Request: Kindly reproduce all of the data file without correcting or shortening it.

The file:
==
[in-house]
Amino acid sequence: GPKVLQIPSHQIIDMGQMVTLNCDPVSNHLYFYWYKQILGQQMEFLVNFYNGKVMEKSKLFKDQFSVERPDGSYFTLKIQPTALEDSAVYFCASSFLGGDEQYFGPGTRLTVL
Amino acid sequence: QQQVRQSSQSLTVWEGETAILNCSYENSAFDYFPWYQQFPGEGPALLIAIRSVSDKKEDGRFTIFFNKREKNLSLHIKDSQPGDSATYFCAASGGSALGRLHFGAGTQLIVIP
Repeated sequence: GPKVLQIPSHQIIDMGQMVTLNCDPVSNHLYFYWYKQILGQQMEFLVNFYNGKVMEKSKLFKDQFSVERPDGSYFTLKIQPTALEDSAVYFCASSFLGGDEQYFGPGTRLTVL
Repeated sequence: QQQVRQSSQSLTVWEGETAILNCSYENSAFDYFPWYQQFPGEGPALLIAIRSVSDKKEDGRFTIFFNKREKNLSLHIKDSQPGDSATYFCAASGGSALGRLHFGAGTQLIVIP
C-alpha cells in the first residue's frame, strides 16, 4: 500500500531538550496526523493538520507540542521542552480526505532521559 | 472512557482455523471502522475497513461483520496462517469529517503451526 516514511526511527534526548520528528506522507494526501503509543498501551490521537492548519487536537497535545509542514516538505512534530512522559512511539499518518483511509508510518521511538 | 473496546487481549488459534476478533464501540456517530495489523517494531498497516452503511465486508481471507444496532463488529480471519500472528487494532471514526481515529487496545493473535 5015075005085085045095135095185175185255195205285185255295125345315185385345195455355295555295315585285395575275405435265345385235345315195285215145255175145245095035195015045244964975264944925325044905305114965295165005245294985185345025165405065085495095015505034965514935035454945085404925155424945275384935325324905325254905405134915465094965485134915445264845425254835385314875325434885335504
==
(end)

[in-house]
Amino acid sequence: GPKVLQIPSHQIIDMGQMVTLNCDPVSNHLYFYWYKQILGQQMEFLVNFYNGKVMEKSKLFKDQFSVERPDGSYFTLKIQPTALEDSAVYFCASSFLGGDEQYFGPGTRLTVL
Amino acid sequence: QQQVRQSSQSLTVWEGETAILNCSYENSAFDYFPWYQQFPGEGPALLIAIRSVSDKKEDGRFTIFFNKREKNLSLHIKDSQPGDSATYFCAASGGSALGRLHFGAGTQLIVIP
Repeated sequence: GPKVLQIPSHQIIDMGQMVTLNCDPVSNHLYFYWYKQILGQQMEFLVNFYNGKVMEKSKLFKDQFSVERPDGSYFTLKIQPTALEDSAVYFCASSFLGGDEQYFGPGTRLTVL
Repeated sequence: QQQVRQSSQSLTVWEGETAILNCSYENSAFDYFPWYQQFPGEGPALLIAIRSVSDKKEDGRFTIFFNKREKNLSLHIKDSQPGDSATYFCAASGGSALGRLHFGAGTQLIVIP
C-alpha cells in the first residue's frame, strides 16, 4: 500500500531538550496526523493538520507540542521542552480526505532521559 | 472512557482455523471502522475497513461483520496462517469529517503451526 516514511526511527534526548520528528506522507494526501503509543498501551490521537492548519487536537497535545509542514516538505512534530512522559512511539499518518483511509508510518521511538 | 473496546487481549488459534476478533464501540456517530495489523517494531498497516452503511465486508481471507444496532463488529480471519500472528487494532471514526481515529487496545493473535 5015075005085085045095135095185175185255195205285185255295125345315185385345195455355295555295315585285395575275405435265345385235345315195285215145255175145245095035195015045244964975264944925325044905305114965295165005245294985185345025165405065085495095015505034965514935035454945085404925155424945275384935325324905325254905405134915465094965485134915445264845425254835385314875325434885335504